- Sets upper limit on the amount of non-pV work possible at constant T, V (it is free energy since its decrease represents the maximum energy that can be freed in a process and made available for work)
- Transitions can only take place to a state with a lower free energy
- Gibbs Free Energy (or Gibbs function)
- Sets upper limit on the amount of non-pV work possible at constant T, P (it is free energy since its decrease represents the maximum energy that can be freed in a process and made available for work)
- Transitions can only take place to a state with a lower free energy

Chapter 2: Basic Thermodynamics

- Free Energy
- Spontaneous Processes:
- A process in which the system tends to equilibrium
- ∆F,G<0 (Spontaneous process)
- ∆F,G=0 (Equilibrium process)
- ∆F,G>0 (Forbidden process)
- Chemical potential
- Change in internal energy per mole of substance when material is added or taken away from the system
- (Gibbs free energy)

Chapter 2: Basic Thermodynamics

- Phase changes
- For a system consisting of phases, to be in equilibrium it must be in thermal, mechanical, and chemical equilibrium:
- T1=T2=...=TΦ
- p1=p2=...=pΦ
- µ1=µ2=...=µΦ
- Phase transition equilibrium
- gl=gv
- ∆g=0
- For a substance in stable equilibrium between different phases, the specific Gibbs energy of those phases are equal.
- Latent Heat
- Amount of heat absorbed or given off (released) during a phase change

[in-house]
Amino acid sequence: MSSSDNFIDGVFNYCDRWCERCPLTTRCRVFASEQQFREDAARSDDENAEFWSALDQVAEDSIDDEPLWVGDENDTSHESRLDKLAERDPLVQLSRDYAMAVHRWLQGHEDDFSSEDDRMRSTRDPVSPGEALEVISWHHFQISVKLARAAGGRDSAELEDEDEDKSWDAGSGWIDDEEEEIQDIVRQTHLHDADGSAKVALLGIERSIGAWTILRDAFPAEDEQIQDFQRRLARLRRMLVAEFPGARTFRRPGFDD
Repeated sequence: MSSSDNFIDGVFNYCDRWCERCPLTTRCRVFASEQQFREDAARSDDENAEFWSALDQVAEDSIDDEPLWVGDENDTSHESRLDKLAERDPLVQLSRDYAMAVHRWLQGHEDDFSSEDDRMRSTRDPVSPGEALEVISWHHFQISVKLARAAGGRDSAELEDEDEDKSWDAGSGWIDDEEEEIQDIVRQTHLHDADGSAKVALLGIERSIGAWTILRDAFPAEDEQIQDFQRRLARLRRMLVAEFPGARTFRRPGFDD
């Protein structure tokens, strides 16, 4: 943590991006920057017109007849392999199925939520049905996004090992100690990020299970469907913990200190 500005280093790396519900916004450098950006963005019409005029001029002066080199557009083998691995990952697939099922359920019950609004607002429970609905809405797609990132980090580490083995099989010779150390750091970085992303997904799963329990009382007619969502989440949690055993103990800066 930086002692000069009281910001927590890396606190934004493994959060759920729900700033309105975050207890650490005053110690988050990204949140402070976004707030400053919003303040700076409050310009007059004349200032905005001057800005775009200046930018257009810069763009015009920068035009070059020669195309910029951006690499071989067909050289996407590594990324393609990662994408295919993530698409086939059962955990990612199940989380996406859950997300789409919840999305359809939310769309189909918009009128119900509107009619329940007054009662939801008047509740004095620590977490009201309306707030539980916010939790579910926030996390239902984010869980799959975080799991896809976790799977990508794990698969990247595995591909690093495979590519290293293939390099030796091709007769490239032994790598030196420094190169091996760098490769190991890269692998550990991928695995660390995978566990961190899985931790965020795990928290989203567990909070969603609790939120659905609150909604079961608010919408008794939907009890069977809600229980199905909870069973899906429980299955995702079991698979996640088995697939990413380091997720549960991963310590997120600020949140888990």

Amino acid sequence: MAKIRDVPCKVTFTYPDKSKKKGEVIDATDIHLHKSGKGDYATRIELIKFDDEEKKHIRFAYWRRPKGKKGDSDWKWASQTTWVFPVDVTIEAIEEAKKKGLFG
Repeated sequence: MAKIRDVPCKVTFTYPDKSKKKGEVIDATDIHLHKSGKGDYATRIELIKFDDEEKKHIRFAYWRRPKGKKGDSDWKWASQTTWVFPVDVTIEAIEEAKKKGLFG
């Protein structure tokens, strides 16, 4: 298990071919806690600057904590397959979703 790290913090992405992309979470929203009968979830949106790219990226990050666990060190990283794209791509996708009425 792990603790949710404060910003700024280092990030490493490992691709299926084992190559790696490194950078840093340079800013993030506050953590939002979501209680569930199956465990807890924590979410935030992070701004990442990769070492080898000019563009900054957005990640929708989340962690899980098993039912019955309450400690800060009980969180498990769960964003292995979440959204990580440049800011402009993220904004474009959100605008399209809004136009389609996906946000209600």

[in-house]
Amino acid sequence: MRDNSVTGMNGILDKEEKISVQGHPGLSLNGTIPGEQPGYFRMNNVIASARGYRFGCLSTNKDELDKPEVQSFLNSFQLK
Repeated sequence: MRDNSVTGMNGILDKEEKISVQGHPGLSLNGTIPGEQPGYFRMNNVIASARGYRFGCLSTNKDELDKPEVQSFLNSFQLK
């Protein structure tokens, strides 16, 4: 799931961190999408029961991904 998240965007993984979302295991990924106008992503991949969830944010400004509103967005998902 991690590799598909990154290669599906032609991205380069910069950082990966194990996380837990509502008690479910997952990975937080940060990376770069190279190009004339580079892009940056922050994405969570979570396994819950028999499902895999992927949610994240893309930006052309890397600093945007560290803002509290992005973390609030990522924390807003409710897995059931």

Chapter 2: Basic Thermodynamics

- Clausius-Clapeyron equation
- Describes the variation in (vapor) pressure with temperature for a system consisting of two phases in equilibrium at a pressure and temperature.
- AND, T,e are same, so equate and rearrange:
- (Integrated form)

Chapter 2: Basic Thermodynamics

- Surface Tension, σ
- Inward pull of molecules. It requires work to move a molecule from center to the outside (kind of like PE)
- Work must be done to create a curved surface (σdΩ)
- Treat interface as its own “phase”

Chapter 3: Nucleation of Liquid Droplets

- Homogeneous (Spontaneous) Nucleation
- Random clustering of drops (chance aggregation of vapor molecules) through thermal kinetic energy collisions
- Does not occur in the atmosphere because it requires very high supersaturations (12%)
- Two forms of energy involved in process:
- Bulk thermodynamic energy (volume)
- Surface energy (Area)

Chapter 3: Nucleation of Liquid Droplets

- The total energy change associated with the spontaneous formation of a droplet of volume V and surface area A is:
- (chemical potential)
- (for spherical drop)
- Critical radius R* (Kelvin’s Equation)
- The radius at which a drop is in unstable equilibrium. If it gains one molecule, it will continue to grow. If one molecule leaves it will continue to evaporate.

Chapter 3: Nucleation of Liquid Droplets

- Critical energy barrier
- The energy that must be overcome by fluctuations in the system in order to produce a critically-sized embryo.

- 1) e/es < 1 sub-saturated ∆G>0 for all R
- 2) e/es > 1 super-saturated ∆G + or –

Chapter 3: Nucleation of Liquid Droplets

- Relative humidity (e/es) above a pure water droplet of a known radius:
- Supersaturation
- S=(1-e/es)*100

Chapter 3: Nucleation of Liquid Droplets

- Nucleation on Insoluble Particles (but wettable)
- Flat, insoluble surface
- Φ, Contact angle between substrate surface and the tangent line to the droplet surface (wettable surface, Φ =0º, non-wettable surface Φ =180º)
- Add a new term to dG
- Critical Radius:
- Catalyst just increases the chance of random formation of a larger drop (R* does not change)
- Critical energy barrier:
- Where f(m)=(2+m)(1-m)2/4

Chapter 3: Nucleation of Liquid Droplets

- Nucleation on Insoluble Particles (but wettable)
- Curved, insoluble surface
- Critical Radius:
- Catalyst just increases the chance of random formation of a larger drop (R* does not change)